Archive for the ‘Robin Ellis’ Category

On my way to market a small deer skipped away from the roadside, in search of cover and safety.

Coming back a kestrel, missing the car by inches, swooped in pursuit of a sparrow, who shot low between the hedges to escape the car and the hawk.

A hare popped onto the road, looked up and scrambled back up the steep banking.

Yesterday a single egret–small, white heron-like bird–must have heard on the telegraph wires that the cows were due back in the meadow behind our house.

Cows are an endless source of nourishment for the egret.

“Pickin’s for all–all the gnats you can consume–come on down!”

Among the new green of the grass, a thin shaft of white with a head looking round forlornly–searching the field for absent friends.

“I spy no cows!”

Clearly someone was spreading fake news!

No cows or egrets appeared that afternoon.

Then there’s Sybil, the donkey from next door.

She’s chocolaty brown and small–contrasting with the herd of Blonde d’Aquitaine–creamy, pale and BIG.

I read that donkeys are kept with cows and calves as guards to chase off predators–a private security deployment.

Sybil spends her days munching on the fringes of the herd–ears pricked ready for action–the lonely life of a security donkey.

Small–certainly, but when she voices an opinion from just below the terrace–it’s deafening and demanding.

She opens her mouth and all her frustrations come pouring out:


It’s enough to scare any would-be predator to death!

In fact, this morning it’s a fair bet that what she’s after is an apple.

She knows Meredith is a soft touch for apples.

Beau–Head Cat and private security agent–establishes contact with one similarly employed.

She wants one of them apples–and she wants it NOW.

“Alright, alright, Sybil–we hear you, dear.”

AND we have a kestrel family nesting in the oeil de boeuf of the attic.

Meredith and our neighbor, Florence, crept upstairs when they were sure the mother kestrel had flown off for food and spied three eggs.

The ways of the countrysidenot for me!–was how I felt for years.

I remember a weekend in upstate New York when the din of chattering chipmunks drove us mad and prematurely back to the relative quiet of the big Apple.

It bothered me not a jot that there were no kestrels in the Garden Suburb, nor deer on Hampstead Heath; no cows grazing on the Heath Extension.

I didn’t give it a second thought that hares were rare and donkeys unknown–though the milk cart of my youth was pulled by an old nag whose droppings ended up on the vegetable patch.

We did have a fox living in the garden behind us and that felt weird.

The country was where you went for holidays–or in my case on weekends for Sunday roast before scurrying back to the Big Smoke.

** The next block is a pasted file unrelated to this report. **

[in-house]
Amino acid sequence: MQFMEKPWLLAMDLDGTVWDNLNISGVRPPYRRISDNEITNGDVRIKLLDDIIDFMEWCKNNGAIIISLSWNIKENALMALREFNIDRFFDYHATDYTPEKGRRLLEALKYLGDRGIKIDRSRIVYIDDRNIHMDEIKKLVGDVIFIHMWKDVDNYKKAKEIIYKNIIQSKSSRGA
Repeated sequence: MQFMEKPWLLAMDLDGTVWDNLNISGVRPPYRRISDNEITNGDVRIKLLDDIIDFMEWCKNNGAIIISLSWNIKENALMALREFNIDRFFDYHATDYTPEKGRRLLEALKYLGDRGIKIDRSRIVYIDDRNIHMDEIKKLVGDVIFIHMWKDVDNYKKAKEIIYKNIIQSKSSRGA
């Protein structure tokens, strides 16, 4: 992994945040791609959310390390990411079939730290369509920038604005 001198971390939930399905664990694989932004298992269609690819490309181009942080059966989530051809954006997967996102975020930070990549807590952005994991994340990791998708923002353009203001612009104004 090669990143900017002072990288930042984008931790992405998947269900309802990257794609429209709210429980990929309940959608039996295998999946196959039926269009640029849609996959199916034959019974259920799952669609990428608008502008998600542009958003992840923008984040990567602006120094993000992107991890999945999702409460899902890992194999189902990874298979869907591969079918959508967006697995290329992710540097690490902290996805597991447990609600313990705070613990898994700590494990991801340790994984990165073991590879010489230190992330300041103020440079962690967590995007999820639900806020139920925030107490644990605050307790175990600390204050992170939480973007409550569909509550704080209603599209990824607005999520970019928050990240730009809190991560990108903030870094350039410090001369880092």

It looked beautiful, of course, but the only excitement it seemed to poor, ignorant me was the game of cricket, played out on the village green.

Times change; stuff happens…we get older!

I don’t feel that way at all now–and not even Sybil’s loudest shout would drive me back to the Big Smoke.


How silly of me–I left out the hedge hogs…!




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Meredith and I travel SOUTH!

A skip and a jump from chez nous–about a two-and-half hour drive.

We are heading for Corneilla-del-Vercola–a handsome, wine-producing village south of Perpignan, not far from the Spanish border.

I have been invited by the members of the local branch of the University of the Third Age to join them for their monthly get together.

On the first Monday of every month the group assembles for a shared meal–with a theme.

A recent event involved them learning how to make a pork pie.

This month was to be a bit different.

Jane, the host for the event, invited everyone in the cooking group to bring something they have prepared from one of my cook books–or this blog!

She says that Type 2 diabetes has an increasing presence among the retirees in the area.

Be that as it may this is some ego-trip and I don’t have to cook!

Jane and her partner Chris live in a prettily painted house on the village square with a magnificent view of the mountains from the loggia of their sitting room.

As the evening progresses the sunlight on the fine brick church across the square turns it a glowing red.

The guests (twenty of them plus us two) start arriving at 7pm and it’s clear from the animated chatter that the group s’entendre bien [gets on together well] and looks forward to these convivial evenings.

Each arrival proprietorially clutches a food box, as they mount the narrow staircase to the sitting room two floors up.

Jane has emailed the list of dishes we are going to be sampling.

Healthy eating/pre diabetic cookery with Robin Ellis



Janet’s guacamole & babaganoush dips (Jane & Chris)

My contribution was the black olive tapinade from Delicious Dishes for Diabetics and Mediterranean Cooking for Diabetics.

Smoky cauliflower Soup (Morag & Mike)

Chilled Curried apple soup (Lesley and Joe)

Spinach and red onion frittata (Gill & Chris)

Salmon fishcakes (Margaret)

Charlotte’s chicken tagine and whole grain rice (Genny & Giles)

Chicken with leek and lemon ( Mike and Morag)
Sausage & bean one pot wonder (Paul Jackson)
Pork loin in balsamic vinegar (Gill, Chris & friends)